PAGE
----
COVID-19 is proving to be an on-going inflection point stimulating radical and potentially long-lasting social, cultural, economic, and political change. Inflection points change the rules of the game and they change the future.
On Wednesday 20 May 2020, we participated in a webinar hosted by the University of Birmingham Dubai as part of a new series of fortnightly webinars, Business Bites. These provide industry insights into the effects of the current COVID-19 pandemic. This webinar explored the relationship between risk and value in the management of existing business models under the title ‘Precarious Economies’. The discussion raised four interesting challenges for businesses.
The first challenge concerns managing the relationship between risks and returns within corporate business models. There is a danger that businesses focus too much on cost control, profitability and the distractions of the immediate, or the everyday distractions involved in running a business. The best managed companies will have developed risk management strategies that include constantly scanning the horizon and evolving to fit. Most crises are unpredictable, but not unexpected. Responding to crisis, and planning for crisis, is part of everyday business practice. This is a key point. All companies need to stand back to appraise the resilience of their business processes combined with their ability to realise all types of values for actual and potential customers. COVID-19 has shattered complacency.
The second challenge is centred on the management of people and developing blended or multimodal approaches to realising value for clients. This sentence perhaps needs to be translated. The emphasis here is on ensuring that there are different ways of engaging with customers and in delivering or co-creating products and services. For COVID-19, this includes homeworking and new forms of online working practices. There is no question that COVID-19 has altered the ways in which business processes and tasks are delivered. One consequence will be the development of a new balance between online and face-to-face provision, and between local production and global supply chains.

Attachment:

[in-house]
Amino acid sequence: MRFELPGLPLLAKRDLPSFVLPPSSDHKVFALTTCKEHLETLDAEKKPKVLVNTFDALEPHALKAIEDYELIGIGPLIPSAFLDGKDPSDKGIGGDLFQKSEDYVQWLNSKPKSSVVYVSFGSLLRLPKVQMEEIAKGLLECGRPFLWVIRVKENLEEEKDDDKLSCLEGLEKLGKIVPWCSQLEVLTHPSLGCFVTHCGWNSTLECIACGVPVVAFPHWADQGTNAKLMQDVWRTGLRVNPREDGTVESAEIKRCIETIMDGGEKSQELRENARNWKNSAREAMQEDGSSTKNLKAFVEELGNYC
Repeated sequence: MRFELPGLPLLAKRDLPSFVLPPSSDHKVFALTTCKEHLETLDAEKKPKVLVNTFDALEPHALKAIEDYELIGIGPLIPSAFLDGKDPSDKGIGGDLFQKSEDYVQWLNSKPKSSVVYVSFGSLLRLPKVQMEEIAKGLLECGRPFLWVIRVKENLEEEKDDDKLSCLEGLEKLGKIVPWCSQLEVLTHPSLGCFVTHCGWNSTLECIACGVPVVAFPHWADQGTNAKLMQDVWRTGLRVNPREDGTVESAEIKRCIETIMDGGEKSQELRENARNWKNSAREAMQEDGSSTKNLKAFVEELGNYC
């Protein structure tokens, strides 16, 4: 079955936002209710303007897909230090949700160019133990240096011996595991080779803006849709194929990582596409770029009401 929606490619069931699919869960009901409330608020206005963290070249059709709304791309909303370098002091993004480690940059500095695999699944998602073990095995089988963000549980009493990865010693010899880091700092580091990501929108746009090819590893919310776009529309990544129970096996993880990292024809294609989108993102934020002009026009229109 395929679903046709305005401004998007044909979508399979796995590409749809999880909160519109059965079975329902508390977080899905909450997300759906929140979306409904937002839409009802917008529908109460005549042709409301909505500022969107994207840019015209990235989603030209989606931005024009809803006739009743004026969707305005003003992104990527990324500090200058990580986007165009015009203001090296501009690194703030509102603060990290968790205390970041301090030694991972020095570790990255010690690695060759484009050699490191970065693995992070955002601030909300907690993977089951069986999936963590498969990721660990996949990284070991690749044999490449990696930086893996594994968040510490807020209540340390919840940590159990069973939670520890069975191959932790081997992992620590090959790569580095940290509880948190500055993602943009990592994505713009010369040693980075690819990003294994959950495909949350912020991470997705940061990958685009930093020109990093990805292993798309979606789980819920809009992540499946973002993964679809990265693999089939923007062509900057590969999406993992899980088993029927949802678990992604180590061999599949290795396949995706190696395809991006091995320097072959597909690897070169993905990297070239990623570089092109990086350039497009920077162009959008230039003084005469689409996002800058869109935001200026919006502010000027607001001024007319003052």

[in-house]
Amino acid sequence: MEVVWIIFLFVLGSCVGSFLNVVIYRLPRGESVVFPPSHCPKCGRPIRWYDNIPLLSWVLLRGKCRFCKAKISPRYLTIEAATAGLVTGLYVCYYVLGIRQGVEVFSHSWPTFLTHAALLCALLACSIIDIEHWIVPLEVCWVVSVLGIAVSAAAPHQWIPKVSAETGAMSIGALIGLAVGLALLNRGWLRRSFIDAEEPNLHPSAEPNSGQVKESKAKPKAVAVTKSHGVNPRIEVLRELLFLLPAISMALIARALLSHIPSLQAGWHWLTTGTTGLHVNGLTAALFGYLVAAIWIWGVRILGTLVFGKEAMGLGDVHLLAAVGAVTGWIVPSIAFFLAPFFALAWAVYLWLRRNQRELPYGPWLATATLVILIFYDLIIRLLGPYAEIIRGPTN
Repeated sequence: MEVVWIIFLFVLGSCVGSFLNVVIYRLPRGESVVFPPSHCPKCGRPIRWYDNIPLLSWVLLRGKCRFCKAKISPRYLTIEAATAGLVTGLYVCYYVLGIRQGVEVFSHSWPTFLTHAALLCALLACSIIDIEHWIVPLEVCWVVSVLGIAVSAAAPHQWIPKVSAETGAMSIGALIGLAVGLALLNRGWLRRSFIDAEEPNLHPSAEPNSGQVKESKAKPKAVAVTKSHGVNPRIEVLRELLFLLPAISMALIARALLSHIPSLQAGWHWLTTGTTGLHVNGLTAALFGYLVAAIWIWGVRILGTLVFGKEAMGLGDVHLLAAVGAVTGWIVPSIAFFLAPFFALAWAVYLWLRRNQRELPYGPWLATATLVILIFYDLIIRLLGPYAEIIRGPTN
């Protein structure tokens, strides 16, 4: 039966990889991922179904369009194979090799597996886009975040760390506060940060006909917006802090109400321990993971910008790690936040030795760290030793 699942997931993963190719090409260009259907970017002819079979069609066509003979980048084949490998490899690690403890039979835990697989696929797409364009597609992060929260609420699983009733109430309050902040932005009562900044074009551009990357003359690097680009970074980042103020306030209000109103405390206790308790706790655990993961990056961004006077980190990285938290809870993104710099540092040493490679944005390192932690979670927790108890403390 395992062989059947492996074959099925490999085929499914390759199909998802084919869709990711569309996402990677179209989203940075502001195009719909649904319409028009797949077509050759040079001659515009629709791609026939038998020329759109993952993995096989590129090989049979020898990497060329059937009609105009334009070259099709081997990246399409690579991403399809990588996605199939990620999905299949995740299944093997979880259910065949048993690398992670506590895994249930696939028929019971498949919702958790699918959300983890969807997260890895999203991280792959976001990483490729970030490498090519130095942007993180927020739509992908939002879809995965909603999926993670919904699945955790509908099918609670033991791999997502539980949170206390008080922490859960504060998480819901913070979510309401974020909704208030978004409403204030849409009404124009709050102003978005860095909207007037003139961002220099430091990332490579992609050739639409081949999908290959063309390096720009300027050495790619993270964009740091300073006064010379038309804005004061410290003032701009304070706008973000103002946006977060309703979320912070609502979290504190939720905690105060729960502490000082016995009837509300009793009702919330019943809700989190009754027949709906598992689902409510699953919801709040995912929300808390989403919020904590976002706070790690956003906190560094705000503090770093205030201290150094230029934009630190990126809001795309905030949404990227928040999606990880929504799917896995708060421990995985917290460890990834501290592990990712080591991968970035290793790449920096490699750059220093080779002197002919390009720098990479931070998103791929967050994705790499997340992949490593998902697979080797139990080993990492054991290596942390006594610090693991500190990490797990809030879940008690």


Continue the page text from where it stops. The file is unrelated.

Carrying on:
The third challenge revolves around the management of innovation. Innovation is a creative process often informed by chance encounters. The challenge for firms is to ensure that chance encounters, including those based on casual chat, continue to catalyse innovation within firms. Thus, firms understanding the importance of these more informal innovation processes will be developing novel approaches to ensure that employees working from home will still have opportunities to innovate based on serendipitous encounters outside of the office kitchen, or corridors.
The fourth challenge reflects an on-going shift in customer behaviour towards businesses that adopt a triple bottom line approach. Such firms balance profitability with creating wider environmental and economic impacts. The key point here is to consider the contribution a triple bottom line and effective ESG policies can make to risk reduction combined with profitability. It has now been proven multiple times that a shift towards more responsible forms of business behaviour is associated with higher share prices, enhanced profitability and the development of longer-term relationships with customers. Firms must focus on the relationship between the different values that are placed within products and services, and to understand what stakeholders are looking for post COVID-19. More than ever, balancing profit with alternative values, and the successful communication of this narrative, is likely to result in enhanced profitability, against a backdrop of shifting expectations.
For all firms, COVID-19 is a moment for a corporate stocktake. This must include a focus on products, services, business processes and stakeholder communications. It is an opportunity to identify what a company does well but could do better. It is also a time to identify where a company needs to change and how easily it can pivot and flex in volatile times. COVID-19 has magnified weaknesses in company processes, business models and in product delivery systems. It has also revealed that lessons from the past, including the SARS crisis, have not always been learnt.